Wednesday, December 20, 2006

helicopters are farking cool

left - a seppo on the whitcombe

Today being a rest day I thought I might get on the internet thingi and see whats happening in the world. Yesterday was also a bit of a rest day - I went paddling on the Buller with the girlies for a bit, but other than that not much happened. Charlie has gone on his way to the Nth Island - he's planning to hitch so that should be fun for him. The other day however, we did something way cool. After driving to the coast we eventually worked out that Robin and his pommy friends were planning to fly in to the upper Hokitika. Being one of the hardest runs around we (charlie & me) wern't particularly keen on this....unportageable must make class V is not exactly what I'm looking for at this precise moment. So we formulated an alternative plan. After dismissing the idea that we could walk in to a fly in (ie. walk along a bushwalking track for perhaps 15km carrying our boats) we found some seppos who also wanted to fly in somewhere.

So we did. From the reports of the poms it sounded like the Whitcombe was good fun, and because you fly out of the same place as the hoki it shouldn't be too explensive. I was a bit....errr...nervous, you could say. Its reasoably committing flying in to a remote valley with the only way out being by paddling, but it turned out the river was about exactly what we were looking for - the seppos were slightly concerned about the prospect of paddling their scuds (scud = small high volume boat - has a tendency to get stuck in large holes, of which there were many on the whitcombe). After the farking awesome fly in, we got on the river. I explained to the others that "the rapids always look small from the chopper" - i dont think this concept set in until we go in to the meat....anyway, the river took on a gentle character initally. The first bit of excitement was a little number that was probably hardish IV - and surprised everyone with the power in the water. I guess we had forgotten what happens when you squeeze a large amount of water (50 - 60 cumecs) through a narrow gap. Luckily noone got nailed, but there were some tense moments. A swingbridge heralded the entrance to Colliers gorge - basically the meat of the run. There were about 7 or 8 rapids here of IV or harder and some continuous III-IV read and run linking it together. Charlie showed just how smooth and operator he was by styling the solitary class V rapid (except for one of the seppos the rest of us walked it). I probed one of the harder rapids quite successfully - it was basically a channel wide (very sticky) hole then a drop with a lot of the water trucking in to a big boulder. Owing to the 'missile' like nature of the Embudo (my boat) i styled it through the hole and boofed off rock in the middle - the same could not be said for the others who ran it - the most interesting line being Justin (one of the seppos) who punched the hole then got send under/into the pillow/seam where the water was hitting the rock. He kind of subbed out and reappered perhaps 10 sec later a reasonable distance downstream which was fun for him. I could go on all day about it, but it was fun ay! Eventually we made it to the takeout, whereupon me and charlie drove back to murch.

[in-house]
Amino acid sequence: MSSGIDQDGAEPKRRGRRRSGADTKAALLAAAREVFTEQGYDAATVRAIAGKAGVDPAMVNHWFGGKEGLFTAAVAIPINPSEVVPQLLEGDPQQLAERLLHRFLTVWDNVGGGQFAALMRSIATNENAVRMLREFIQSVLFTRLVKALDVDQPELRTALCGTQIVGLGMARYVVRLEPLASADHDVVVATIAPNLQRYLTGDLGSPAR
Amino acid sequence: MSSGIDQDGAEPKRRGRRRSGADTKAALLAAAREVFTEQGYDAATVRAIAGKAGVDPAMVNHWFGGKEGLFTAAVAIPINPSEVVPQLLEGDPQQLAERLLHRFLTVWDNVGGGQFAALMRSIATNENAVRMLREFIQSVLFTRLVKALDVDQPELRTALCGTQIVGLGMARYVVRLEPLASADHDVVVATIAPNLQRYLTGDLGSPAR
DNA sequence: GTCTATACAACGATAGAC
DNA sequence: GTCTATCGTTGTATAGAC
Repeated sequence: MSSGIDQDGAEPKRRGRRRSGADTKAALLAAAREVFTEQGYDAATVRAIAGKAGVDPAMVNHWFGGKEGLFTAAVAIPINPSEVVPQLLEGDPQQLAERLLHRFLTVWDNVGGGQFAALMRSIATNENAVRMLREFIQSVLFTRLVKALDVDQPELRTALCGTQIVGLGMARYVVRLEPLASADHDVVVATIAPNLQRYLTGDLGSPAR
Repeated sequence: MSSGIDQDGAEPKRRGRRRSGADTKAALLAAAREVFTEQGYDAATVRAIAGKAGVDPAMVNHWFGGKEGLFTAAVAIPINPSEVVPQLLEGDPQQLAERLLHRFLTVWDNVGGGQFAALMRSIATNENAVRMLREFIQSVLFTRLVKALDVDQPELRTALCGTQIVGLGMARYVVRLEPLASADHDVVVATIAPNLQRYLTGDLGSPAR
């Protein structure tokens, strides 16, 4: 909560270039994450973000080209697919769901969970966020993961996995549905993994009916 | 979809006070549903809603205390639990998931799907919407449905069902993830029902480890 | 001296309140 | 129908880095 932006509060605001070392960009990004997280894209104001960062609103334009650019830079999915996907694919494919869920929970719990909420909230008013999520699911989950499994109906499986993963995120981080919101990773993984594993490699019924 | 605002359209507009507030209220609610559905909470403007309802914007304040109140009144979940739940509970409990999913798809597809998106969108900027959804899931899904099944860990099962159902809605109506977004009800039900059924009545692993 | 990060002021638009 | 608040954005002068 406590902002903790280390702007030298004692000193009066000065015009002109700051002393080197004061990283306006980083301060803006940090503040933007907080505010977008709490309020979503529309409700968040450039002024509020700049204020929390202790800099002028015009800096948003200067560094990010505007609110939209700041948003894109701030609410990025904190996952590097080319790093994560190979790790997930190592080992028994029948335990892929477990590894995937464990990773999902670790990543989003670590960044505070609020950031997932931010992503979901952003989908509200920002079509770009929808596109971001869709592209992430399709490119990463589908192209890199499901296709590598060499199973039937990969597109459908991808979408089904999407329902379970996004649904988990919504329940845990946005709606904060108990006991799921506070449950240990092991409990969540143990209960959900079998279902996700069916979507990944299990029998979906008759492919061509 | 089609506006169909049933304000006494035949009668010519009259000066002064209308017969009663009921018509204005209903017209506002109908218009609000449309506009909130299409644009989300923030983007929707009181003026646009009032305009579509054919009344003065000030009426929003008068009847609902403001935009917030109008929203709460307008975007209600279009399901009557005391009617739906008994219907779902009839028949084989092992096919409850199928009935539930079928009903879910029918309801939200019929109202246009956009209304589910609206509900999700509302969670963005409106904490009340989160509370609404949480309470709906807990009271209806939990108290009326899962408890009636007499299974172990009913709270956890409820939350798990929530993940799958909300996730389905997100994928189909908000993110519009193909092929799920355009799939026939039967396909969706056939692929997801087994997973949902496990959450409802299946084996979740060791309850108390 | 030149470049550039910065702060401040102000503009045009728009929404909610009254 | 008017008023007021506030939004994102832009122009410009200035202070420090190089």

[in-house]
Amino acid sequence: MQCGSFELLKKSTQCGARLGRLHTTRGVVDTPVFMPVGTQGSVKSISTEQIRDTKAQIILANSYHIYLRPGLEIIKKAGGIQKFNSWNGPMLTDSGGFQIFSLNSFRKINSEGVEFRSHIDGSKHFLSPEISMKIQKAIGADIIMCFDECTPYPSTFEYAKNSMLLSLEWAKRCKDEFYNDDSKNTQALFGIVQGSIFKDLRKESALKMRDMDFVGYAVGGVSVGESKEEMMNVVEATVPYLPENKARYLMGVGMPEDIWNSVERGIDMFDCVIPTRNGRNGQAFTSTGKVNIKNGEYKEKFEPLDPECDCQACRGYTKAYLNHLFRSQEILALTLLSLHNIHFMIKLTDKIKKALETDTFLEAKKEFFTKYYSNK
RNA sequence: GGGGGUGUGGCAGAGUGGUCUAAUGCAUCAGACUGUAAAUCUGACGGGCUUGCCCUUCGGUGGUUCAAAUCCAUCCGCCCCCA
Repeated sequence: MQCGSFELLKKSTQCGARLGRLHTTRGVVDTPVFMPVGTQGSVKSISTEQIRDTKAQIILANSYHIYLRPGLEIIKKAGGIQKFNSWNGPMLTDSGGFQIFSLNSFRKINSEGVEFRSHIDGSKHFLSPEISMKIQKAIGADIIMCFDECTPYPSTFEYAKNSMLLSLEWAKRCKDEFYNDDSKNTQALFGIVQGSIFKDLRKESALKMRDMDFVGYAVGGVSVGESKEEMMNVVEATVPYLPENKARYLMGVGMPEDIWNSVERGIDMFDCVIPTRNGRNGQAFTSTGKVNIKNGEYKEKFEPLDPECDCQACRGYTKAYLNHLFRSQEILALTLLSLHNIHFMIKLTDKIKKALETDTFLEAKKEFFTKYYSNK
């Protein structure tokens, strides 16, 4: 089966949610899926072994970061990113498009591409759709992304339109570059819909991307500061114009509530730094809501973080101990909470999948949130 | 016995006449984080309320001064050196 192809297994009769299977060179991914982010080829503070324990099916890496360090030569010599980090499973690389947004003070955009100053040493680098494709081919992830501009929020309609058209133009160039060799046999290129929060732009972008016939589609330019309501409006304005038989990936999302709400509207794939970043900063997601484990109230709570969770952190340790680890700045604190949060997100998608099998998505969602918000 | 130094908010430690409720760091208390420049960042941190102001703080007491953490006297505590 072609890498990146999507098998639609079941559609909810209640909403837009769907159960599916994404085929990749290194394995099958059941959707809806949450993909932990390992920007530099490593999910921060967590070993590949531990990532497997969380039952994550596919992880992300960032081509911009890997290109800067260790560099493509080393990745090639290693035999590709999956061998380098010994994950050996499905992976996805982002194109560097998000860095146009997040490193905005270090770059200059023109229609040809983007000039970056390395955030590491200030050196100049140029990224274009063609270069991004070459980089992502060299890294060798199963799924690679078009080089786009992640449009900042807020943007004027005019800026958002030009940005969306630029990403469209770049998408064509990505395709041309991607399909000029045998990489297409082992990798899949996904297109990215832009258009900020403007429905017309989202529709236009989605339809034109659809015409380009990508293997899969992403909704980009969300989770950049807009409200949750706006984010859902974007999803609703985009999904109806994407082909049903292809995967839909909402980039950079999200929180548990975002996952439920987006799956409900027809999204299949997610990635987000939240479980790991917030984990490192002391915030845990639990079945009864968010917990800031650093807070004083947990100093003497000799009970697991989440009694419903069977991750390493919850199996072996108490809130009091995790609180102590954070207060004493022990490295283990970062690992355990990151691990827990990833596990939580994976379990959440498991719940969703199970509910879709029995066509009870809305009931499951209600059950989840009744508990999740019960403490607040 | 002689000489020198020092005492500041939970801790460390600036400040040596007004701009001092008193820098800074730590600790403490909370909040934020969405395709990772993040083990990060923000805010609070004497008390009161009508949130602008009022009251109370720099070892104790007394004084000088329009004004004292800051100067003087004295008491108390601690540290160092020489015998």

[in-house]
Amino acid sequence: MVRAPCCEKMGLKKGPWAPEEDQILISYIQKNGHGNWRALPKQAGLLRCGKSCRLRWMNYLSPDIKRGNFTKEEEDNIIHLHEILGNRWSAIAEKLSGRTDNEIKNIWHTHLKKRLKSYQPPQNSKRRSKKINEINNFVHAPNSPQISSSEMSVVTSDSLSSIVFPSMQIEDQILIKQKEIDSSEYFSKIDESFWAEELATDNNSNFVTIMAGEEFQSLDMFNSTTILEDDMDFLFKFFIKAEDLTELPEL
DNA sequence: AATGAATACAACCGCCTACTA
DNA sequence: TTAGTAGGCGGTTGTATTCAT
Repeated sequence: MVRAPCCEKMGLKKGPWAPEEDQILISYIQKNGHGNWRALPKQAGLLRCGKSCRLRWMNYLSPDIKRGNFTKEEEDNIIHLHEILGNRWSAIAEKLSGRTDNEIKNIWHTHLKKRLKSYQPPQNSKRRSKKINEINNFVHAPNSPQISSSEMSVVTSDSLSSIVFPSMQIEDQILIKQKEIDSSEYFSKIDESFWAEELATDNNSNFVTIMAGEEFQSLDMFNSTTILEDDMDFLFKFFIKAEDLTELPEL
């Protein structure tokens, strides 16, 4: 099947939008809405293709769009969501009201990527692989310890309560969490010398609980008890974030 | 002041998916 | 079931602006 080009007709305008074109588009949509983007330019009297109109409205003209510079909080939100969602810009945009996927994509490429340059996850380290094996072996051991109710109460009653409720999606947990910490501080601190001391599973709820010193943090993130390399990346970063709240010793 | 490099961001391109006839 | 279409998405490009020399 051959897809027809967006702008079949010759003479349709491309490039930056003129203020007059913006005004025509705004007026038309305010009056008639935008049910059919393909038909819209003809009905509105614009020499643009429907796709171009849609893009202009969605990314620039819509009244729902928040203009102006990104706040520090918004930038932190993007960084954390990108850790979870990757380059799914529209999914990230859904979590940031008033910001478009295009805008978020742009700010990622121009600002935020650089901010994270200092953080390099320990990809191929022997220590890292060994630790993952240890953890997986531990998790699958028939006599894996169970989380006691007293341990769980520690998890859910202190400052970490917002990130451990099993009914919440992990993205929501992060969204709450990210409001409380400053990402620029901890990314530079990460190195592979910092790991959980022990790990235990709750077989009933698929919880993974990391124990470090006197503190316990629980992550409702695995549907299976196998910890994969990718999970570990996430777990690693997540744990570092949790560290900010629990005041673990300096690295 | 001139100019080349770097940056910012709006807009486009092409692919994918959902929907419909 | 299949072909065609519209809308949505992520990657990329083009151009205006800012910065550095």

below - this is the rapid where the 'missile' was useful...its reasonably chunky. As you can see a seppo in a scud is always going to be amusing in this kind of water....

below - charlie showing the seppos how its done (this rapid doesnt look too nasty but its definitley a step up from class IV...)... He's a smooth operator....fing slalom boaters....


Post a Comment

<< Home